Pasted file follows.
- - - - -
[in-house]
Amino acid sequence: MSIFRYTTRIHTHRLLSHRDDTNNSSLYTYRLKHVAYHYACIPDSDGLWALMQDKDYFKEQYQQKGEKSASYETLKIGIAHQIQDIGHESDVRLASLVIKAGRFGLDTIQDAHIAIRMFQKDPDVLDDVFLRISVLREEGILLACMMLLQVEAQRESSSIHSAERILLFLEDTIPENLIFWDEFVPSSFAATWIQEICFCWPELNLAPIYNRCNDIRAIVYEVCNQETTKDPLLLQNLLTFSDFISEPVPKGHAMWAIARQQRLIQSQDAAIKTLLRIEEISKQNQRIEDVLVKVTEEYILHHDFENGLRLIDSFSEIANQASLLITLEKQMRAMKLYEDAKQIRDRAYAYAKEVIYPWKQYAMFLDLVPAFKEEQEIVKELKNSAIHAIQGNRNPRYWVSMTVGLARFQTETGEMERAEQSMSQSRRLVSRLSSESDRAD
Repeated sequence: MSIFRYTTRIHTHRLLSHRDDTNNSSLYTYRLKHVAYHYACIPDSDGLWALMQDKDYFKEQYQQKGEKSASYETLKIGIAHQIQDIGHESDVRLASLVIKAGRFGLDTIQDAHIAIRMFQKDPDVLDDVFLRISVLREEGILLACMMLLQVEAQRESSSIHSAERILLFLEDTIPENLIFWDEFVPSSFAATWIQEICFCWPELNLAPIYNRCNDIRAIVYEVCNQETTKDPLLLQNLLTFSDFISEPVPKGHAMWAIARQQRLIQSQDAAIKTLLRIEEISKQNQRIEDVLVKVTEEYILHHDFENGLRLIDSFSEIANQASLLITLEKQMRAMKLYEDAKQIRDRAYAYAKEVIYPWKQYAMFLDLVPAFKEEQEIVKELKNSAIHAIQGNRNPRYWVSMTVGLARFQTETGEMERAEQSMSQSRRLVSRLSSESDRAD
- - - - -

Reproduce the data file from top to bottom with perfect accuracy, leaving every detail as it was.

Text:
[in-house]
Amino acid sequence: MSIFRYTTRIHTHRLLSHRDDTNNSSLYTYRLKHVAYHYACIPDSDGLWALMQDKDYFKEQYQQKGEKSASYETLKIGIAHQIQDIGHESDVRLASLVIKAGRFGLDTIQDAHIAIRMFQKDPDVLDDVFLRISVLREEGILLACMMLLQVEAQRESSSIHSAERILLFLEDTIPENLIFWDEFVPSSFAATWIQEICFCWPELNLAPIYNRCNDIRAIVYEVCNQETTKDPLLLQNLLTFSDFISEPVPKGHAMWAIARQQRLIQSQDAAIKTLLRIEEISKQNQRIEDVLVKVTEEYILHHDFENGLRLIDSFSEIANQASLLITLEKQMRAMKLYEDAKQIRDRAYAYAKEVIYPWKQYAMFLDLVPAFKEEQEIVKELKNSAIHAIQGNRNPRYWVSMTVGLARFQTETGEMERAEQSMSQSRRLVSRLSSESDRAD
Repeated sequence: MSIFRYTTRIHTHRLLSHRDDTNNSSLYTYRLKHVAYHYACIPDSDGLWALMQDKDYFKEQYQQKGEKSASYETLKIGIAHQIQDIGHESDVRLASLVIKAGRFGLDTIQDAHIAIRMFQKDPDVLDDVFLRISVLREEGILLACMMLLQVEAQRESSSIHSAERILLFLEDTIPENLIFWDEFVPSSFAATWIQEICFCWPELNLAPIYNRCNDIRAIVYEVCNQETTKDPLLLQNLLTFSDFISEPVPKGHAMWAIARQQRLIQSQDAAIKTLLRIEEISKQNQRIEDVLVKVTEEYILHHDFENGLRLIDSFSEIANQASLLITLEKQMRAMKLYEDAKQIRDRAYAYAKEVIYPWKQYAMFLDLVPAFKEEQEIVKELKNSAIHAIQGNRNPRYWVSMTVGLARFQTETGEMERAEQSMSQSRRLVSRLSSESDRAD